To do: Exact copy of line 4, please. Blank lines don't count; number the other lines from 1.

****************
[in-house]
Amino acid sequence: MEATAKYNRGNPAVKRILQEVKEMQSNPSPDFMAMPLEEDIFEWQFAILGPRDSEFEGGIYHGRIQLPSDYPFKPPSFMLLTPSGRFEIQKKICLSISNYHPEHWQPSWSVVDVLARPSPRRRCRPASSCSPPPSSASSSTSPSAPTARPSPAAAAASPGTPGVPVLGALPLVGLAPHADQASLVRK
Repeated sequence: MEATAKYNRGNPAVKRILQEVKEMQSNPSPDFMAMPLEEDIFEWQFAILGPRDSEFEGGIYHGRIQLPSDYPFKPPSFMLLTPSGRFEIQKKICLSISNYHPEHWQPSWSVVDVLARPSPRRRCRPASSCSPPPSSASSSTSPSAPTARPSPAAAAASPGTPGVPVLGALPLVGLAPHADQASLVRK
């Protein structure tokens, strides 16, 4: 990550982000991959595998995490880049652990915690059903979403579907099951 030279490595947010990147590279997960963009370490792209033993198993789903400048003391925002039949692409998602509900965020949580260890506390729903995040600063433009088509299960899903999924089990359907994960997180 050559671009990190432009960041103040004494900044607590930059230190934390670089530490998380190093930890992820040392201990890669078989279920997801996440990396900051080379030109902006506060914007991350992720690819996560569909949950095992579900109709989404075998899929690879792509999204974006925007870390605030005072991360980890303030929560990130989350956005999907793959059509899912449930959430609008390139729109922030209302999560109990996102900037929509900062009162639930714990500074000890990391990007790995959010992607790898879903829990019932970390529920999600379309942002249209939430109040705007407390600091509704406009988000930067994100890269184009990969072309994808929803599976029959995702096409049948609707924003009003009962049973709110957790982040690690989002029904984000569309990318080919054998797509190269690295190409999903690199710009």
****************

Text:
């Protein structure tokens, strides 16, 4: 990550982000991959595998995490880049652990915690059903979403579907099951 030279490595947010990147590279997960963009370490792209033993198993789903400048003391925002039949692409998602509900965020949580260890506390729903995040600063433009088509299960899903999924089990359907994960997180 050559671009990190432009960041103040004494900044607590930059230190934390670089530490998380190093930890992820040392201990890669078989279920997801996440990396900051080379030109902006506060914007991350992720690819996560569909949950095992579900109709989404075998899929690879792509999204974006925007870390605030005072991360980890303030929560990130989350956005999907793959059509899912449930959430609008390139729109922030209302999560109990996102900037929509900062009162639930714990500074000890990391990007790995959010992607790898879903829990019932970390529920999600379309942002249209939430109040705007407390600091509704406009988000930067994100890269184009990969072309994808929803599976029959995702096409049948609707924003009003009962049973709110957790982040690690989002029904984000569309990318080919054998797509190269690295190409999903690199710009």